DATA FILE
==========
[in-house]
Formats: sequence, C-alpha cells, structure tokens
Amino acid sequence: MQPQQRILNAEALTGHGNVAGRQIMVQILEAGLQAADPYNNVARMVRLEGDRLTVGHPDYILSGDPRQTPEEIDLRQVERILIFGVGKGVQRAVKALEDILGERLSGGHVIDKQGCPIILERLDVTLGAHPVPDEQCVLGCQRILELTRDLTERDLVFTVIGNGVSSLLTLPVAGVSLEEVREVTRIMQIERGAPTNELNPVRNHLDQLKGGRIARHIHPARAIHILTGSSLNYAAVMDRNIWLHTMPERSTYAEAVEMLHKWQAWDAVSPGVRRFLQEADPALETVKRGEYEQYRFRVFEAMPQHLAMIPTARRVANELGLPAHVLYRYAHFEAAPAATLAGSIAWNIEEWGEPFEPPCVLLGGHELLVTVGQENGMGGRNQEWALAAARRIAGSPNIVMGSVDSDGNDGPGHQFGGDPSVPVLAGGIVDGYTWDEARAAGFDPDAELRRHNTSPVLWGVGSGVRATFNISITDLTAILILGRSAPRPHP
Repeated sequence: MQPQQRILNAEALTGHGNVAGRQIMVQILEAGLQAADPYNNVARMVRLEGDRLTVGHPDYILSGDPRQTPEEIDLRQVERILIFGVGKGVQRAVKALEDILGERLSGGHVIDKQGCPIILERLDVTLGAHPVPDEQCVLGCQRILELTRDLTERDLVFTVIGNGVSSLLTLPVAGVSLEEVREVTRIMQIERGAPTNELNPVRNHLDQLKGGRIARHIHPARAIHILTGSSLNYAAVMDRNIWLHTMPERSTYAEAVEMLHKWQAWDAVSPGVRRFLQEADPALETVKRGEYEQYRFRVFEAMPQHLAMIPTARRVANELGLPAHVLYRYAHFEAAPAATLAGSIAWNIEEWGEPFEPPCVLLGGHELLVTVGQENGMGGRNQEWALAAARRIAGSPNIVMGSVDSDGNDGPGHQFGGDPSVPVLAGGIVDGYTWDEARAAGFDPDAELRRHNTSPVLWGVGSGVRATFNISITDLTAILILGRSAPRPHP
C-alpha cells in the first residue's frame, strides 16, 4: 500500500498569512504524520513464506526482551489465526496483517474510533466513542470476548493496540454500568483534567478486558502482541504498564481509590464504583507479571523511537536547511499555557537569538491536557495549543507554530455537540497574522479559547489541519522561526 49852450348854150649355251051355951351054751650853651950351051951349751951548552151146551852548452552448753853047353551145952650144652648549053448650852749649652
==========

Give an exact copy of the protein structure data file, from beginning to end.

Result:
[in-house]
Formats: sequence, C-alpha cells, structure tokens
Amino acid sequence: MQPQQRILNAEALTGHGNVAGRQIMVQILEAGLQAADPYNNVARMVRLEGDRLTVGHPDYILSGDPRQTPEEIDLRQVERILIFGVGKGVQRAVKALEDILGERLSGGHVIDKQGCPIILERLDVTLGAHPVPDEQCVLGCQRILELTRDLTERDLVFTVIGNGVSSLLTLPVAGVSLEEVREVTRIMQIERGAPTNELNPVRNHLDQLKGGRIARHIHPARAIHILTGSSLNYAAVMDRNIWLHTMPERSTYAEAVEMLHKWQAWDAVSPGVRRFLQEADPALETVKRGEYEQYRFRVFEAMPQHLAMIPTARRVANELGLPAHVLYRYAHFEAAPAATLAGSIAWNIEEWGEPFEPPCVLLGGHELLVTVGQENGMGGRNQEWALAAARRIAGSPNIVMGSVDSDGNDGPGHQFGGDPSVPVLAGGIVDGYTWDEARAAGFDPDAELRRHNTSPVLWGVGSGVRATFNISITDLTAILILGRSAPRPHP
Repeated sequence: MQPQQRILNAEALTGHGNVAGRQIMVQILEAGLQAADPYNNVARMVRLEGDRLTVGHPDYILSGDPRQTPEEIDLRQVERILIFGVGKGVQRAVKALEDILGERLSGGHVIDKQGCPIILERLDVTLGAHPVPDEQCVLGCQRILELTRDLTERDLVFTVIGNGVSSLLTLPVAGVSLEEVREVTRIMQIERGAPTNELNPVRNHLDQLKGGRIARHIHPARAIHILTGSSLNYAAVMDRNIWLHTMPERSTYAEAVEMLHKWQAWDAVSPGVRRFLQEADPALETVKRGEYEQYRFRVFEAMPQHLAMIPTARRVANELGLPAHVLYRYAHFEAAPAATLAGSIAWNIEEWGEPFEPPCVLLGGHELLVTVGQENGMGGRNQEWALAAARRIAGSPNIVMGSVDSDGNDGPGHQFGGDPSVPVLAGGIVDGYTWDEARAAGFDPDAELRRHNTSPVLWGVGSGVRATFNISITDLTAILILGRSAPRPHP
C-alpha cells in the first residue's frame, strides 16, 4: 500500500498569512504524520513464506526482551489465526496483517474510533466513542470476548493496540454500568483534567478486558502482541504498564481509590464504583507479571523511537536547511499555557537569538491536557495549543507554530455537540497574522479559547489541519522561526 49852450348854150649355251051355951351054751650853651950351051951349751951548552151146551852548452552448753853047353551145952650144652648549053448650852749649652